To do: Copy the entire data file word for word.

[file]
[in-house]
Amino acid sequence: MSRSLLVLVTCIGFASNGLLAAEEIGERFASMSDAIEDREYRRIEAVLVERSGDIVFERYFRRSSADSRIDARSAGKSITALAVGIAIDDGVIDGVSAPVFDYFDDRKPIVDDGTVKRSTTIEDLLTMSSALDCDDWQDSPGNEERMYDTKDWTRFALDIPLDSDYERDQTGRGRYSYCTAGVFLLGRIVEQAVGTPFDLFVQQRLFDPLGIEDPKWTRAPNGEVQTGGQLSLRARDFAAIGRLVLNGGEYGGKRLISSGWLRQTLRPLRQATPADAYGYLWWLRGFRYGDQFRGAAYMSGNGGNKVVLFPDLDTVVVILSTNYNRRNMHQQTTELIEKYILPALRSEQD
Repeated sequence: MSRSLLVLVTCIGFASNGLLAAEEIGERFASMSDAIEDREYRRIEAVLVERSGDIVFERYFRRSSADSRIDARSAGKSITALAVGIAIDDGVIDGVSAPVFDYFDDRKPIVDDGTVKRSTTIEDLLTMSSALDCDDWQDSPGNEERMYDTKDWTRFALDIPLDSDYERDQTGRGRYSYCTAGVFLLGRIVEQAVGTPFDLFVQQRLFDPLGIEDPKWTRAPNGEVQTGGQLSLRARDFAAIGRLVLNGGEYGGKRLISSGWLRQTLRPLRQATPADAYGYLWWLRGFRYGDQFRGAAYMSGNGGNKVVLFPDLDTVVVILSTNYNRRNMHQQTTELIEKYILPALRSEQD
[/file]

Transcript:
[in-house]
Amino acid sequence: MSRSLLVLVTCIGFASNGLLAAEEIGERFASMSDAIEDREYRRIEAVLVERSGDIVFERYFRRSSADSRIDARSAGKSITALAVGIAIDDGVIDGVSAPVFDYFDDRKPIVDDGTVKRSTTIEDLLTMSSALDCDDWQDSPGNEERMYDTKDWTRFALDIPLDSDYERDQTGRGRYSYCTAGVFLLGRIVEQAVGTPFDLFVQQRLFDPLGIEDPKWTRAPNGEVQTGGQLSLRARDFAAIGRLVLNGGEYGGKRLISSGWLRQTLRPLRQATPADAYGYLWWLRGFRYGDQFRGAAYMSGNGGNKVVLFPDLDTVVVILSTNYNRRNMHQQTTELIEKYILPALRSEQD
Repeated sequence: MSRSLLVLVTCIGFASNGLLAAEEIGERFASMSDAIEDREYRRIEAVLVERSGDIVFERYFRRSSADSRIDARSAGKSITALAVGIAIDDGVIDGVSAPVFDYFDDRKPIVDDGTVKRSTTIEDLLTMSSALDCDDWQDSPGNEERMYDTKDWTRFALDIPLDSDYERDQTGRGRYSYCTAGVFLLGRIVEQAVGTPFDLFVQQRLFDPLGIEDPKWTRAPNGEVQTGGQLSLRARDFAAIGRLVLNGGEYGGKRLISSGWLRQTLRPLRQATPADAYGYLWWLRGFRYGDQFRGAAYMSGNGGNKVVLFPDLDTVVVILSTNYNRRNMHQQTTELIEKYILPALRSEQD